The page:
Radio emission from the massive stars in the galactic super star cluster Westerlund 1
National Research Council of Canada, Herzberg Institute for
Astrophysics, Dominion Radio Astrophysical Observatory, PO Box 248,
Penticton, British Columbia V2A 6J9, Canada e-mail: firstname.lastname@example.org
2 Institute for Space Imaging Science, University of Calgary, 2500 University Dr. NW., Calgary, Alberta, T2N 1N4, Canada
3 Department of Physics and Astronomy, The Open University, Walton Hall, Milton Keynes, MK7 6AA, UK
4 Dpto. de Física, Ingeniería de Sistemas y Teoría de la Señal, Universidad de Alicante, Apdo. 99, E03080 Alicante, Spain
5 Department of Physics and Astronomy, University of Victoria, 3800 Finnerty Rd, Victoria, B.C., V8P 5C2, Canada
6 Australia National Telescope Facility, PO Box 76, Epping, NSW 2121, Australia
Accepted: 16 November 2009
Aims. Current mass-loss rate estimates imply that main sequence line-driven winds are not sufficient to strip away the H-rich envelope to yield Wolf-Rayet (WR) stars. The rich transitional population of the young massive cluster Westerlund 1 (Wd 1) provides an ideal laboratory to observe and constrain mass-loss processes throughout the transitional phase of stellar evolution.
Methods. We present an analysis of deep radio continuum observations of Wd 1 obtained with the Australia Telescope Compact Array at four frequency bands that permit investigation of the intrinsic characteristics of the radio emission.
Results. We detect 18 cluster members, a sample dominated by the cool hypergiants, with additional detections amongst the hotter OB supergiants and WR stars. The radio properties of the sample are diverse, with thermal, non-thermal and composite thermal/non-thermal sources present. Mass-loss rates determined for stars with partially optically thick stellar winds are ~10-5 yr-1 across all spectral types, insufficient to enable the formation of WRs during a massive star lifetime, and the stars must undergo a period of greatly enhanced mass loss. The sgB[e] star W9, the brightest radio source in Wd 1, may provide an example, with a current mass-loss rate an order of magnitude higher than the other cluster members, and an extended nebula interpreted as a wind from an earlier epoch with a density ~3 the current wind. Such an envelope structure in W9 is reminiscent of luminous blue variables, and one that shows evidence of two eras of high, possibly eruptive mass loss. Surprisingly, three of the OB supergiants are detected, implying unusually dense winds, though they are embedded in more extended emission regions that may influence the derived parameters. They also may have composite spectra, suggesting binarity, which can lead to a higher flux than expected from a stellar wind. Spatially resolved nebulae are associated with three of the four RSGs and three of the six YHGs in the cluster, which are due to quiescent mass loss rather than outbursts. The extended nebulae of W20 and W26 have a cometary morphology, implying significant interaction with either the intracluster medium or cluster wind. For some of the cool star winds, the ionizing source may be a companion star though the cluster radiation density is sufficiently high to provide the necessary ionizing radiation. Five WR stars are detected with composite spectra, interpreted as arising in colliding-wind binaries.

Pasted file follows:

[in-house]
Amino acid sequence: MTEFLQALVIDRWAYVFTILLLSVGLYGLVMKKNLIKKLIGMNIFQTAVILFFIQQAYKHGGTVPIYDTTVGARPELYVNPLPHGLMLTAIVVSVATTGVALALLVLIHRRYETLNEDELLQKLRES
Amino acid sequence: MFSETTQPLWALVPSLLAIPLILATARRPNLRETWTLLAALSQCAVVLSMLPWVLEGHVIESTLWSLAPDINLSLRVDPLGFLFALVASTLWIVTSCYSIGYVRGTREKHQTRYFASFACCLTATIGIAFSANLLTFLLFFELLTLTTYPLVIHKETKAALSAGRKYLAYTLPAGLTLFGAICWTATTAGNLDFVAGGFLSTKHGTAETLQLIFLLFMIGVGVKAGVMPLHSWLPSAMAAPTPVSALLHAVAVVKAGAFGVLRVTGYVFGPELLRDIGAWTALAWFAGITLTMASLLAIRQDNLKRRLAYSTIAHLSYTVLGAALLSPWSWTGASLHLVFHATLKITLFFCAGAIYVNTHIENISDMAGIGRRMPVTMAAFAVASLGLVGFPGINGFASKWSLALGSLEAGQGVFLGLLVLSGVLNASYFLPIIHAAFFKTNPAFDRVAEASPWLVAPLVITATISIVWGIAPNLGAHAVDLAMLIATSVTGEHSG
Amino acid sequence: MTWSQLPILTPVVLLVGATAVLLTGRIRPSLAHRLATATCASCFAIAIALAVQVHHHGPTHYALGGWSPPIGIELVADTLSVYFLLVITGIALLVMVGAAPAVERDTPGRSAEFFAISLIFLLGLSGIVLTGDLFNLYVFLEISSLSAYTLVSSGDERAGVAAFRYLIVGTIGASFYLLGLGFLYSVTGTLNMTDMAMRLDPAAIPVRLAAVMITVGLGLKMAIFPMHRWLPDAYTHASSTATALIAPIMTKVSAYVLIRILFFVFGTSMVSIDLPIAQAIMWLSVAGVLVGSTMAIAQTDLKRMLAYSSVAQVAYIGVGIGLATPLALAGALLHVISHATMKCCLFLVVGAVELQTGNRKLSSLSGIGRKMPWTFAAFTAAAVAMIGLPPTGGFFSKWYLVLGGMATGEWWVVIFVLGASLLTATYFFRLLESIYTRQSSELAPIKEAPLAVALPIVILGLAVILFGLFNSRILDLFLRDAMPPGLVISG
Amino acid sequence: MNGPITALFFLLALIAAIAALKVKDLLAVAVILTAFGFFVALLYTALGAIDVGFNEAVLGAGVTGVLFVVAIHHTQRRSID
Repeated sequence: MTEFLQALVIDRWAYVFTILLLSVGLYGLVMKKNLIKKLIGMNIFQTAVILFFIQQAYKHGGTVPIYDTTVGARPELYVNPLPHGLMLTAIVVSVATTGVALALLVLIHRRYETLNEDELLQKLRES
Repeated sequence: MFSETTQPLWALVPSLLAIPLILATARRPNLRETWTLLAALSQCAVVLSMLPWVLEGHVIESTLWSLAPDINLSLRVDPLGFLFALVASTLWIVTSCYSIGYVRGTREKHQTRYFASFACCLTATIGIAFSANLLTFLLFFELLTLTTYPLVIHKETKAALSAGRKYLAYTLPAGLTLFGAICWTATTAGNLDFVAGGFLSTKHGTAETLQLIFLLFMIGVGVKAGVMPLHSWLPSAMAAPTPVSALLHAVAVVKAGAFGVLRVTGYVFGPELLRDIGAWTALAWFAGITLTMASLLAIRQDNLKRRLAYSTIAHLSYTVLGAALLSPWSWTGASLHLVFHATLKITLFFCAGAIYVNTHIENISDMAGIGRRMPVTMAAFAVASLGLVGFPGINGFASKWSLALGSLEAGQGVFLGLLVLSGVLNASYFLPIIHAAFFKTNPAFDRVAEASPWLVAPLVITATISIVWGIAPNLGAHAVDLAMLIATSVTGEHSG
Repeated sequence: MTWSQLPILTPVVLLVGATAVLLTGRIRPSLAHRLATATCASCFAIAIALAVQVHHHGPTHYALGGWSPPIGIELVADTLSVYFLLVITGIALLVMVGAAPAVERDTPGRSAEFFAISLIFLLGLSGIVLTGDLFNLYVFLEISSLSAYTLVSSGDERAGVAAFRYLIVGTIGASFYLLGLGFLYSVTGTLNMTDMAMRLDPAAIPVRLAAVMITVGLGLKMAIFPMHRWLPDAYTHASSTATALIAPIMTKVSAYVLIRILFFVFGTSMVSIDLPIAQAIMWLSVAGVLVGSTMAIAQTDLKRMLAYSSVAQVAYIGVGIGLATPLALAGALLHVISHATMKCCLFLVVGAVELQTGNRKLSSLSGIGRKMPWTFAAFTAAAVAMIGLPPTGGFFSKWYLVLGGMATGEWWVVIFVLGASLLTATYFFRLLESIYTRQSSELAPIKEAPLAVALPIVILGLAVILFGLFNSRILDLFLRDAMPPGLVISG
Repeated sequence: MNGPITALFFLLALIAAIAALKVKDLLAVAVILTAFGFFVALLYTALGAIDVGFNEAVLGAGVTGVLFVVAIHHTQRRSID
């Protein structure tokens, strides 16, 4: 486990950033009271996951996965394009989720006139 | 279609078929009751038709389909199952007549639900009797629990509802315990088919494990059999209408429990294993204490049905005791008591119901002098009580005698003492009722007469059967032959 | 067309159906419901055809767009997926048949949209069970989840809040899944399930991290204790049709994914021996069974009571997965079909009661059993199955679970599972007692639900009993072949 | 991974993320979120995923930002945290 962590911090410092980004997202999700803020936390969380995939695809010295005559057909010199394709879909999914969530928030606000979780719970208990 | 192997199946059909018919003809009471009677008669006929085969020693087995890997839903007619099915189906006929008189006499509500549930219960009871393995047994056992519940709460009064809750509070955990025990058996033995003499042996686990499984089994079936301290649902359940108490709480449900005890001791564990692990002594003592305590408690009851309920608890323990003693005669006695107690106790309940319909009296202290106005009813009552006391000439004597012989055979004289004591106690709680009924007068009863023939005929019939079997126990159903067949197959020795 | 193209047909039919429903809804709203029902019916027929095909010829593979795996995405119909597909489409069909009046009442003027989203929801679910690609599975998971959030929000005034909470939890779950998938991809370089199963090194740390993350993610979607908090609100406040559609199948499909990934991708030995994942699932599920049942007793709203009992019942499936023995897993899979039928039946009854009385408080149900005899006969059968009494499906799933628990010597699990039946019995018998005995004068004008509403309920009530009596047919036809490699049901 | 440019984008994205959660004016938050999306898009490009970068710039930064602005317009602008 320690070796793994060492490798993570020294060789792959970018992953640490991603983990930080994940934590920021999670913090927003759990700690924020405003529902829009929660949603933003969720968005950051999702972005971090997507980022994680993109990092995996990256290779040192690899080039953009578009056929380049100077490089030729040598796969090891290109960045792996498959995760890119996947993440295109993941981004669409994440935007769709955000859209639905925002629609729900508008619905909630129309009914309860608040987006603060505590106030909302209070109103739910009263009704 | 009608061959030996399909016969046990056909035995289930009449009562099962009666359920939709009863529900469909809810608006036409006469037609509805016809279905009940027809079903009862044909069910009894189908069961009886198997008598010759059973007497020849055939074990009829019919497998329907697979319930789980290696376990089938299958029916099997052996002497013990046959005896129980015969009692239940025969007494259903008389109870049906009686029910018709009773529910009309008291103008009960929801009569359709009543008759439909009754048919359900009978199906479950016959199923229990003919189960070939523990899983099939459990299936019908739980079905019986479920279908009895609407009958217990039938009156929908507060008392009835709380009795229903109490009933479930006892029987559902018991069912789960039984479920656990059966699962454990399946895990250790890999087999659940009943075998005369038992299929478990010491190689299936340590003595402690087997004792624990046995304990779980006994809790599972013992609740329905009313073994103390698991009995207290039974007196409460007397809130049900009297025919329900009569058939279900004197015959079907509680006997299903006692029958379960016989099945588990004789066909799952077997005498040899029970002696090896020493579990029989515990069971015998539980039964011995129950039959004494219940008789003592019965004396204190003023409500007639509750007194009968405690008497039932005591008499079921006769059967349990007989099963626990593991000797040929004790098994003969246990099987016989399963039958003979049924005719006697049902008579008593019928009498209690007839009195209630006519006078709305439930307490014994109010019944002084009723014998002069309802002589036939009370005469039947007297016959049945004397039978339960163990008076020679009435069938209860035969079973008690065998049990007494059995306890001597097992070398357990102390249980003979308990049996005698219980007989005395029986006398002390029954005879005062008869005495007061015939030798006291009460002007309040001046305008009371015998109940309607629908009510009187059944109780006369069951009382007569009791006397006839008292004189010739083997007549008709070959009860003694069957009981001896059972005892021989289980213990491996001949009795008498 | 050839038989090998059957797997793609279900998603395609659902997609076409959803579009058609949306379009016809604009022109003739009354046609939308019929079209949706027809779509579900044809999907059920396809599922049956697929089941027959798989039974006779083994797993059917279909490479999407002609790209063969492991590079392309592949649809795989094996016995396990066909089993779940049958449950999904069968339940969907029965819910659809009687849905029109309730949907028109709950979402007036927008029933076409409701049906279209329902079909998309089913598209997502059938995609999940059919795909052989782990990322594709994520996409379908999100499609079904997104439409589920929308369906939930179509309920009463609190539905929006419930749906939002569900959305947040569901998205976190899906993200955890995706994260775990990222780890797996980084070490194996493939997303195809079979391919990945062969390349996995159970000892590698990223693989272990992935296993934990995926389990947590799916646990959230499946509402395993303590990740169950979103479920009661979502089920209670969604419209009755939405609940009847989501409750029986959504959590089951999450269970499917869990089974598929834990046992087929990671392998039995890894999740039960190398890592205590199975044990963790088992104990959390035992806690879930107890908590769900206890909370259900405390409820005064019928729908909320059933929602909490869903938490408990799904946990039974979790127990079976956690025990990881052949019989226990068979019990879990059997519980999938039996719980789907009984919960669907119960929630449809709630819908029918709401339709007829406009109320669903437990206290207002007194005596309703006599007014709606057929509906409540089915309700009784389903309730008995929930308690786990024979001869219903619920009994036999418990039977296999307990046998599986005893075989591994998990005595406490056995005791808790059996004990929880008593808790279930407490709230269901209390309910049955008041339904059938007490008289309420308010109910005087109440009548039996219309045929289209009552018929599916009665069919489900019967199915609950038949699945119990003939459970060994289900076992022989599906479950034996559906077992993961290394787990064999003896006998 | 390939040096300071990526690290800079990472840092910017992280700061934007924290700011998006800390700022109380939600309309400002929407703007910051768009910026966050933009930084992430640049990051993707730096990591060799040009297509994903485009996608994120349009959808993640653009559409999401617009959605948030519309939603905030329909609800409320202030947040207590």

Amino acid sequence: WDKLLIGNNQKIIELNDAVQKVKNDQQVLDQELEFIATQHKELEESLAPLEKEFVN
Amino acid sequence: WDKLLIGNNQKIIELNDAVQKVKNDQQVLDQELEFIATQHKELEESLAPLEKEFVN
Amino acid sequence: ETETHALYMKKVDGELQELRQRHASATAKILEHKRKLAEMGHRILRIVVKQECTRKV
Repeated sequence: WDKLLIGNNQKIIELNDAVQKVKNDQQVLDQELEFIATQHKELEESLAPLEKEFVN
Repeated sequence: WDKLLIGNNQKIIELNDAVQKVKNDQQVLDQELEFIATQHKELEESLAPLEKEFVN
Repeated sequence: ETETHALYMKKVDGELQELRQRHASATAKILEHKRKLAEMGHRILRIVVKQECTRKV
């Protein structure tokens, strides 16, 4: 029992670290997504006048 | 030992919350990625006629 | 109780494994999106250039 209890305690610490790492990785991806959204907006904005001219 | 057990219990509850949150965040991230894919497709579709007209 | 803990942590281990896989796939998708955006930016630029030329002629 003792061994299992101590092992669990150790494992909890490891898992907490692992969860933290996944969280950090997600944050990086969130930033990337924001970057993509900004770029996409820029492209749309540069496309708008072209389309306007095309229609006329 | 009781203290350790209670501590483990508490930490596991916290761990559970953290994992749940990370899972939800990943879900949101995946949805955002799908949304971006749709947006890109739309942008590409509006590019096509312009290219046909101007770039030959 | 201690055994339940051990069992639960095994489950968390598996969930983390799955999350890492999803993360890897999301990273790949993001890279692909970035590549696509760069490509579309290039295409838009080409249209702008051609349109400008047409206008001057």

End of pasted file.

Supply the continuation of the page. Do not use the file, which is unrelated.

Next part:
Key words: stars: evolution / H ii regions / open clusters and associations: individual: Westerlund 1
© ESO, 2010